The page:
The late, cool spring has brought a bumper crop of fruit in our area. Our blueberries look fantastic so far, and we look to have a great harvest of not only blueberries but apples, cherries (sweet and sour) raspberries, and peaches. The rhubarb has been wonderful as has the asparagus this year.
Unfortunately, with all the spring chores of bee care, gardening, home maintenance, etc., I haven't even uncovered the sailboat or our power boat for some water fun. It'll happen--summer isn't even officially here yet!
This is a follow-up to my last post. Thanks to Barbara Beekeeper, whose blog I follow, I've now learned that the bad odor we experienced each of the past two autumns is not caused by the coincidental appearance of the wax worms but by one of the most abundant fall bloomers--goldenrod. When the goldenrod honey is curing in the hive, it gives off odors that can be quite strong and seemingly have a different effect on different people. After reading Barbara's account, I did a bit more research and found that a number of people mistake the odor for American Foul Brood, and tear their hives apart fearing to find the evidence that would indicate they needed to destroy their hives. Others liken the smell to smelly, wet socks (or feet), while others note the odor but don't find it unpleasant. In our experience, the odor is a sickly, sweet but sour smell, quite strong. Apparently, there are a number of varieties of goldenrod which could account for variance in the way peo…
We went out yesterday to take a look at the hives since it was edging above 40 degrees. I wanted to see how many were flying and pull out the tray on each to check them. Bees were flying, more from the newer hive. In hive #1, though, when I pulled out the tray I noticed right away some small black particles. They appeared to be a couple millimeters long and segmented. They were located in the same part of the board as the cappings that have dropped through between several frames. Each time I examine the boards, the cappings are confined to a couple long strips from between several frames. The particles weren't located generally around on the board, and this is the first time I've seen this. My first thought was mouse droppings, but they appeared to be segmented in 3 or 4 segments. Then I considered eggs of some kind. Unfortunately, I cleaned off the boards and I didn't save them yesterday but did go out and take some photos and collect some today.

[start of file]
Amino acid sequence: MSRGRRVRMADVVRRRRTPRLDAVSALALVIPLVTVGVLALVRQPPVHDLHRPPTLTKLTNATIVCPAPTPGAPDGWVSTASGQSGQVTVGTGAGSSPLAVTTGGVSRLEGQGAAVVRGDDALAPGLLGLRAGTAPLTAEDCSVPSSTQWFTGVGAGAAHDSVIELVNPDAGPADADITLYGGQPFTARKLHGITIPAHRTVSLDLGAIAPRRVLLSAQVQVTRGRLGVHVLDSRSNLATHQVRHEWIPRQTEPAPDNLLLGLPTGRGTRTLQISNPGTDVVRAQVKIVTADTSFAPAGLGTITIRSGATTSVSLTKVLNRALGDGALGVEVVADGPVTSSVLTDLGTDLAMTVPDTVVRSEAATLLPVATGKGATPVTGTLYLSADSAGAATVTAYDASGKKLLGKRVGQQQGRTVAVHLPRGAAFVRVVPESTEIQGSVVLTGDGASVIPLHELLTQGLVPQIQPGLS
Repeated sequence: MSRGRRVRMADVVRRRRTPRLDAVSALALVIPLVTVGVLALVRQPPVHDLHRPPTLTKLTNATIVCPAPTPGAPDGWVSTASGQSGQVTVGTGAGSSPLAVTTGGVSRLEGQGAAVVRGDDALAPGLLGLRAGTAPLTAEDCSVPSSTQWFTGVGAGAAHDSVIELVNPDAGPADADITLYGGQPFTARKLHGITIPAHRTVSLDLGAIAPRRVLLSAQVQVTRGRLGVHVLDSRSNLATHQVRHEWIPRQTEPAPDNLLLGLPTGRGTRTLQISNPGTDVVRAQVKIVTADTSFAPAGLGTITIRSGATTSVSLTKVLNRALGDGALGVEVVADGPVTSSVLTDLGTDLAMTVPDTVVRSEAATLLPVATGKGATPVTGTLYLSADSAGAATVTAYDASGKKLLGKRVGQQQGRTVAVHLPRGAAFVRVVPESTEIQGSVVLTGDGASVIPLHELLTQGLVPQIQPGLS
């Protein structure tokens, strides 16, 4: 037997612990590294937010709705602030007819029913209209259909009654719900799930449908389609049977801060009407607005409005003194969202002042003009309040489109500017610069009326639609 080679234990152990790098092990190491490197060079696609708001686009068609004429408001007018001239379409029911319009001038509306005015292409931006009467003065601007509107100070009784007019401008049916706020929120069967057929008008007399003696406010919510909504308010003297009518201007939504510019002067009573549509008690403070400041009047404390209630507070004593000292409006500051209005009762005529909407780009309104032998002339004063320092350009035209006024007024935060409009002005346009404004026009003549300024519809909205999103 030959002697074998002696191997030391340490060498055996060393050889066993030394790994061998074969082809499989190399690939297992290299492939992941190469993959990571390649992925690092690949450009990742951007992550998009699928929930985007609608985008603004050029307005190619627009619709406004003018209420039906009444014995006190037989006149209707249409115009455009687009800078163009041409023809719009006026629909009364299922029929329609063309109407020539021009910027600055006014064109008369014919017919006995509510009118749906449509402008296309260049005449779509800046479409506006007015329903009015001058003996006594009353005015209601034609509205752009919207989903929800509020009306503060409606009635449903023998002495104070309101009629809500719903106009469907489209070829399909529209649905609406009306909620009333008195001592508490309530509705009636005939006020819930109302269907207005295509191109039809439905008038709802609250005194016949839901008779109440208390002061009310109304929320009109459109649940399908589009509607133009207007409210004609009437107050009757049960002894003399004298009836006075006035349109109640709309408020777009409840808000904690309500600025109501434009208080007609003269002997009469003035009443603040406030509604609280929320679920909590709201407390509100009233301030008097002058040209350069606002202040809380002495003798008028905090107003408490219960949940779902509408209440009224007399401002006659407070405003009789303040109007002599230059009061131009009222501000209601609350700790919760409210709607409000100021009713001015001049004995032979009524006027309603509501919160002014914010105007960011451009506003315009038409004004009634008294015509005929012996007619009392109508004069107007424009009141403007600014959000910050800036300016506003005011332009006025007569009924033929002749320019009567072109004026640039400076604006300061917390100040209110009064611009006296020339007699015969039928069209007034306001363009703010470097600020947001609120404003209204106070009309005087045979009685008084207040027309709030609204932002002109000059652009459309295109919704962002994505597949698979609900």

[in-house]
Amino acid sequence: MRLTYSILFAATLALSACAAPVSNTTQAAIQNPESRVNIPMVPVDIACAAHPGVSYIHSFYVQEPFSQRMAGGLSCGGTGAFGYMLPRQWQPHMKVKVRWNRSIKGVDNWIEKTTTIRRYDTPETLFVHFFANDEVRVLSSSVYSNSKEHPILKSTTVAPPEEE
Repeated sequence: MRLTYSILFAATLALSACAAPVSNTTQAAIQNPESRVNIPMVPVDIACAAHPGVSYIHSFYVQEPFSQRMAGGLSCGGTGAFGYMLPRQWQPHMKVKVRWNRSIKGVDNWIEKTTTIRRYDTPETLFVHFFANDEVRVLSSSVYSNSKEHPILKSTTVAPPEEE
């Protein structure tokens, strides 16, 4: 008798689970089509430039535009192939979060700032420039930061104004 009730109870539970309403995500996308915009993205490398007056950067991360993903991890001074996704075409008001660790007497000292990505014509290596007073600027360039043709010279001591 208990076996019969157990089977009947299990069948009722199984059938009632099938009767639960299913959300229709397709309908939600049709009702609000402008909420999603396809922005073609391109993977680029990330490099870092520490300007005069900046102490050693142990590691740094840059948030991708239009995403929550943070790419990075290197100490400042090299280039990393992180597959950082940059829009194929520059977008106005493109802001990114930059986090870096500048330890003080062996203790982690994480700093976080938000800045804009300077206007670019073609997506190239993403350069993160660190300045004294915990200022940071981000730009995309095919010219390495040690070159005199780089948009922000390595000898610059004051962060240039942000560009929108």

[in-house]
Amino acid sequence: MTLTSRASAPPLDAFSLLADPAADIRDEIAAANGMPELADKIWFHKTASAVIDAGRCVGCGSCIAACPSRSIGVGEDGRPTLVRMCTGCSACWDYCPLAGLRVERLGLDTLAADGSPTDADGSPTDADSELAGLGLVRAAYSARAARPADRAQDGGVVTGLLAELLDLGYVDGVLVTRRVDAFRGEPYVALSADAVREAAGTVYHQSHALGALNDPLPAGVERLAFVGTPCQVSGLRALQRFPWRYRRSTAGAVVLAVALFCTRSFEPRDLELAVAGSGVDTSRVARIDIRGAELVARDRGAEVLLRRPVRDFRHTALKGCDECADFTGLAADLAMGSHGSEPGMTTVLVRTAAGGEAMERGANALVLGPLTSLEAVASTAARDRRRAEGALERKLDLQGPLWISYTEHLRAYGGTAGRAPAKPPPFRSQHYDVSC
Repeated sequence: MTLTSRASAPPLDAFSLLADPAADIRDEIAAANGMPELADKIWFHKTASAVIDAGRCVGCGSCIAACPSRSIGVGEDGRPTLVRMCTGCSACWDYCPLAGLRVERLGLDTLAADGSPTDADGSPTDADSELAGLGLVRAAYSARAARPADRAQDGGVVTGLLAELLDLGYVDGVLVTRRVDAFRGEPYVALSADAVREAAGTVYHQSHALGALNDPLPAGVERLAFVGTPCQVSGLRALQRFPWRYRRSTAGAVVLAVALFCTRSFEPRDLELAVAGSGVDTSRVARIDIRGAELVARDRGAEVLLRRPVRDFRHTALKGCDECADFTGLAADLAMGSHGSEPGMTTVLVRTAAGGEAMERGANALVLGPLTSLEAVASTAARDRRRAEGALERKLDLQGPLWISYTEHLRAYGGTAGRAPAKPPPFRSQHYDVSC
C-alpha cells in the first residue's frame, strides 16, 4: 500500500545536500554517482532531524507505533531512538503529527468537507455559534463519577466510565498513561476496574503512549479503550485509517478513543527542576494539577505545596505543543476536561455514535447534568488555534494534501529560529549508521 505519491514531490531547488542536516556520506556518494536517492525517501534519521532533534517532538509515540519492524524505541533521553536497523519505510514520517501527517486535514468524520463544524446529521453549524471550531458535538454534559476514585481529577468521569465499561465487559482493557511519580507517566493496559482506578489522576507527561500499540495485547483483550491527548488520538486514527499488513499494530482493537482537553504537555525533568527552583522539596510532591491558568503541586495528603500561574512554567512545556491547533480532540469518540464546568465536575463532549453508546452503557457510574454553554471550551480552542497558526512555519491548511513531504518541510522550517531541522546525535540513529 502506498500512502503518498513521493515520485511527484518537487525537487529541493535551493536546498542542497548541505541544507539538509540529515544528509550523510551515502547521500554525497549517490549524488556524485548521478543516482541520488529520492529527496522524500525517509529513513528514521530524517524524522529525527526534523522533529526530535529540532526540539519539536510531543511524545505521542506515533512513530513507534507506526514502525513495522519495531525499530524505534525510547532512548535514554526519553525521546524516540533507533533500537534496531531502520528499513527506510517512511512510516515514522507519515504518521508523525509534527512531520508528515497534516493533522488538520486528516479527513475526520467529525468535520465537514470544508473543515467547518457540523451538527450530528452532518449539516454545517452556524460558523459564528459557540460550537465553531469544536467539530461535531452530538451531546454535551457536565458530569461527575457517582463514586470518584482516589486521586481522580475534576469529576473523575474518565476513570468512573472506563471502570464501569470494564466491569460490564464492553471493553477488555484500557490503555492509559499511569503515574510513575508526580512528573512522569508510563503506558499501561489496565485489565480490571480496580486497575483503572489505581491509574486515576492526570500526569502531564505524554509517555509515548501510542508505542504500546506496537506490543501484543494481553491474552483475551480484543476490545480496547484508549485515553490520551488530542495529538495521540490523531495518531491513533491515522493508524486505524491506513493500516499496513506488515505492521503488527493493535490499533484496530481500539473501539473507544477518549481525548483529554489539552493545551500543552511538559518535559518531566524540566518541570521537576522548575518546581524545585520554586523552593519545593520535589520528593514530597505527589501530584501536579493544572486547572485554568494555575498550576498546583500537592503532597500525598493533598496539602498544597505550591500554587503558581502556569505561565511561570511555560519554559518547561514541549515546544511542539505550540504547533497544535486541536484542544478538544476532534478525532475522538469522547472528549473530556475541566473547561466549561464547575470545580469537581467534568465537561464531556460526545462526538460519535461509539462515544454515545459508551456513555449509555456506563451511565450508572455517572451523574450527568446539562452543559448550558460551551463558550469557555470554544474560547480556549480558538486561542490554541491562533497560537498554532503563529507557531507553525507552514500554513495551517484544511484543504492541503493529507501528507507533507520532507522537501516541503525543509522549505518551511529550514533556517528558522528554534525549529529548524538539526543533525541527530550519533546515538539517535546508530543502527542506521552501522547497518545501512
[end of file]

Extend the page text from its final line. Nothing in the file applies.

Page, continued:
In the first ph…
In trying to decide how to go about removing the bees from the frames when we go to harvest the honey, we looked at options such as the fume board, brushing, blowing or shaking bees off the frames, or using a bee escape. We've chosen to try the last option. The fume boards work quickly, but we didn't like the thought of "fumigating" our bees or the honey. My experience with brushing bees off the frames has been that it does not make them very happy. I like to keep them happy. So we decided to go with the bee escape method.
There are a number of bee escapes available commercially and there are also plans for building a variety of bee escapes. Most of the commercial bee equipment outlets sell a simple bee escape that is oblong in shape and fits in the opening of a standard inner cover. It allows the bees to move from the honey super to the hive body below. These are quite inexpensive, costing only a couple dollars. You can also buy, from Dadant, a board which i…